This is not fun and it takes time. But it works. That is because time reviewing should equal time doing. What is the point of doing 17, 34, or 100 MBE questions if you don’t take the time to review? Reviewing means more than reading answer explanations. This is important but it only addresses one aspect of the test, the substance. You also need to review your process: the analysis you engaged in that lead you to choose a particular answer choice.

One way to review your analysis is to keep a log as you answer MBE questions. Write down your thought process as you eliminate and choose different answers. Again, this is not fun and it takes time. But it works. You’ll notice patterns in how you approach different questions and different topics. Are you missing Property questions because you don’t understand Property or because you don’t like reading the long hypo and get lost in the all of those facts?  Figure this out and you’ll be able to correct yourself adjust your process.

Want more on how to do well on the MBE? Check out this post  on how to use IRAc and this one for general strategies.




Changes to the MBE

The National Conference of Bar Examiners recently announced changes to the MBE. The MBE will still have 200 multiple choice questions over seven subjects but instead of 190 scored questions, only 175 will be scored. Beginning with the February 2017 exam, the MBE will now have 25 pre-test questions.

Pre-testing is important because it allows test creators to gauge things for future exams  like how well a question is written, and the difficulty (or ease) and usefulness of the concept tested. It helps the reliability and validity of future standardized exams.

However, increasing the percentage of pre-test questions from 5% to 12.5% means that each question will count more. You will need to answer more questions correctly in order to get the same score as in past years. Therefore, it is even more important to take the time to learn the material, do practice questions, and assess performance.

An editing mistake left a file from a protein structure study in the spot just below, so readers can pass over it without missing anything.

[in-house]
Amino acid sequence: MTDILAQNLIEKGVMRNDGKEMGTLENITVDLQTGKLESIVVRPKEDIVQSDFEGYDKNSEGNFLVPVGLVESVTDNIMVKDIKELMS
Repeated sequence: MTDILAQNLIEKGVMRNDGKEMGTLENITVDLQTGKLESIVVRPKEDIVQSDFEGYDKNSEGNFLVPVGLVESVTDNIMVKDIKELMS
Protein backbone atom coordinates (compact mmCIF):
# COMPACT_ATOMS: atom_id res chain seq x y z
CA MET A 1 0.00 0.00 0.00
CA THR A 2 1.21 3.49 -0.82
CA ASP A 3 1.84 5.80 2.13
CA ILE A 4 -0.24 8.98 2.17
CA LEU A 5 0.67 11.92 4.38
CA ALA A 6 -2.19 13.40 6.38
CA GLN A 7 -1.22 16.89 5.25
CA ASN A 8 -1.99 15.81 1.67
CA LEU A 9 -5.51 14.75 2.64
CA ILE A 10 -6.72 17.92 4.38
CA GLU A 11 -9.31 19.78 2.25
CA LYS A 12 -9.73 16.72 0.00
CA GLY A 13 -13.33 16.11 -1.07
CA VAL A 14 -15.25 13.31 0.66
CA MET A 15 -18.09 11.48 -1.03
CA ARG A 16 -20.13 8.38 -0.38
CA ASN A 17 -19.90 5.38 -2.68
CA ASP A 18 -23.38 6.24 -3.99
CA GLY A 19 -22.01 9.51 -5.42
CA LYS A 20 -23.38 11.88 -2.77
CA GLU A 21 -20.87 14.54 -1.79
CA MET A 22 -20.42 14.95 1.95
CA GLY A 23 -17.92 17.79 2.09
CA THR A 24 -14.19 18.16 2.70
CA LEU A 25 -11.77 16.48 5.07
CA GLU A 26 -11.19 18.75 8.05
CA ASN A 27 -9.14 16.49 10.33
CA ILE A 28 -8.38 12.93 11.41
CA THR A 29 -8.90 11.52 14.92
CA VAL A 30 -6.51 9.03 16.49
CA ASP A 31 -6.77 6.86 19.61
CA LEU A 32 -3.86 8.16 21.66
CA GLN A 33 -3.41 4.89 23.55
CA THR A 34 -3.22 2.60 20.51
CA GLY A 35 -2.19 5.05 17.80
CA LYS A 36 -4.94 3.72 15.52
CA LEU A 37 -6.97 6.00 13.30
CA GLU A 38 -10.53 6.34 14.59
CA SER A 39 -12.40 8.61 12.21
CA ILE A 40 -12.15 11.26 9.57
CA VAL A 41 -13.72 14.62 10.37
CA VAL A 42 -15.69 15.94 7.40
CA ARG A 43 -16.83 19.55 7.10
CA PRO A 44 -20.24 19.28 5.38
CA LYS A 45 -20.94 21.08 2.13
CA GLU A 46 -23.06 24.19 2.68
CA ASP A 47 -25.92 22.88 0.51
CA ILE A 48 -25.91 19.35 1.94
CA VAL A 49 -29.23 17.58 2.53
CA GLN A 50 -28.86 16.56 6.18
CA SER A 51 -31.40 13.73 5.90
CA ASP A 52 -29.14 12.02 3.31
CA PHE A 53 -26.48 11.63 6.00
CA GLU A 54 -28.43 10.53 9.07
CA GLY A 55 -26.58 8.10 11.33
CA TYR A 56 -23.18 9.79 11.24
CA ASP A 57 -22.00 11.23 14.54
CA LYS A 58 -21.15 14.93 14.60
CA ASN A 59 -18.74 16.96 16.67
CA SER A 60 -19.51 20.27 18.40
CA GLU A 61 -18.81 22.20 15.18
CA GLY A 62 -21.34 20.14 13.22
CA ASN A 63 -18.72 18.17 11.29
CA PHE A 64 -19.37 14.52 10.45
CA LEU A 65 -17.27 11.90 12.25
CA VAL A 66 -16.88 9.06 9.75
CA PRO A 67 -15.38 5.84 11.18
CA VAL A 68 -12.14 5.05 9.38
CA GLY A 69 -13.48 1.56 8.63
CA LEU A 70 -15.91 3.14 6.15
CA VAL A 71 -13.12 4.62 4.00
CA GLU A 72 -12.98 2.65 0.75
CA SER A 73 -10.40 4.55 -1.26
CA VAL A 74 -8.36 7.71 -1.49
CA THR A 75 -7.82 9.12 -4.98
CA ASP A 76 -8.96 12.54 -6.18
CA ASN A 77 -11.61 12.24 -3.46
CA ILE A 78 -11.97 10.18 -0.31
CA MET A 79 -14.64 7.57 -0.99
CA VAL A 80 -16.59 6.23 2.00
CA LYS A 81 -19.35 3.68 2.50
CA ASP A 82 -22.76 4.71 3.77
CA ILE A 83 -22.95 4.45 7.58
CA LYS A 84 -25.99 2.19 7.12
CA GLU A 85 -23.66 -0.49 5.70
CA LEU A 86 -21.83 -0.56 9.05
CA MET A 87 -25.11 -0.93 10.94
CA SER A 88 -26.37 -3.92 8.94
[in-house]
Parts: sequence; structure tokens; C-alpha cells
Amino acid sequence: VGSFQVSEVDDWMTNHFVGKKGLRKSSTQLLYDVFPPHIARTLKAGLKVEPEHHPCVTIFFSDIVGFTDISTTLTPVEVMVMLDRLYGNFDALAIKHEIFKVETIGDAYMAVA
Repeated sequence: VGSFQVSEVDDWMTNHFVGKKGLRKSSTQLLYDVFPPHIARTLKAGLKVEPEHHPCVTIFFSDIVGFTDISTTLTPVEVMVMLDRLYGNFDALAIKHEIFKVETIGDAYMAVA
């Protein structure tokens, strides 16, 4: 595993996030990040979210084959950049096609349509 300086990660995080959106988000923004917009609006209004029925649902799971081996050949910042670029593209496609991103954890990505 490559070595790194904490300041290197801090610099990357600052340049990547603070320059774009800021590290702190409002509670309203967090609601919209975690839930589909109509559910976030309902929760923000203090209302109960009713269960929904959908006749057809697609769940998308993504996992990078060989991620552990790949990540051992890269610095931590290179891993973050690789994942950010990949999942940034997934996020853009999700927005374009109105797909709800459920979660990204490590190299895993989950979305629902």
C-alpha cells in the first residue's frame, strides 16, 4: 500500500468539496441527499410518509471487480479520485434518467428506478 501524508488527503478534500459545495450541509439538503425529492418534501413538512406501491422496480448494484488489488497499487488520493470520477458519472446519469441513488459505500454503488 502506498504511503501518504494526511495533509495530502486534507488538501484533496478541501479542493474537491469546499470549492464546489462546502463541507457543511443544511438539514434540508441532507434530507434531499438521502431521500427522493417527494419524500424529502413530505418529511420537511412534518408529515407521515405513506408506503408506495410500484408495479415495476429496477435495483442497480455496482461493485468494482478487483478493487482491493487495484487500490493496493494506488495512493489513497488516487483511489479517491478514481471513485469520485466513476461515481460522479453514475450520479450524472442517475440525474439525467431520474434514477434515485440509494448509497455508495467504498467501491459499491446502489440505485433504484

You must pass the bar exam in order to practice law so don’t run the risk of failing because you are a “good test taker” and think you don’t need to put in the time. Instead, know what is expected of you and make sure to prepare for it.


The Dreaded MBE Vacuum

Last week you took a simulated MBE and have now been working to improve upon that performance. You have probably seen a nice improvement on practice questions but this is about the time when people experience the “MBE Vacuum.”  You will start missing a ton of questions and your scores will drop, sometimes by a lot. I don’t really know why this happens only that it is very common. If an when you enter The Vacuum, Do. Not. Panic. Resist the urge to hurl your book across the room or throw things at your computer. Avoid posting on social media things like; “I just got 3/17 Crim questions right. I’m going to FAIL the bar exam.” Or “I guess all those hours and hours I spent studying Evidence were a TOTAL waste of time because according to this MBE score, I don’t know ANYTHING.”

Yes, you might get some sympathetic responses from friends but this won’t improve your scores. This won’t get you out of The Vacuum. Take a few deep breaths, close your book, shut off the computer and take a break from the MBE for a few days. Come back with a better attitude and I promise your scores will improve.


Take the Practice MBE and Expect to Fail


Many of you are taking a simulated MBE today. You’re going into it with a mindset similar to how you felt about exams your first semester of law school: “I just want to pass. I’ll be happy with a C.” For most of you, grades came out and you did pretty well, better than you hoped for. Even if you didn’t do well, you didn’t quit. If you had, you wouldn’t be studying for the bar exam right now. It’s human nature to do things like this- failure happens but no one likes it. When you fail, it’s easy to want to give up. Planning to fail is called “failure expectation” and it actually helps you maintain confidence. Even if you do poorly, you are prepared for it and it doesn’t kill your motivation. The rationale behind this is that we learn from our mistakes often better than from our successes.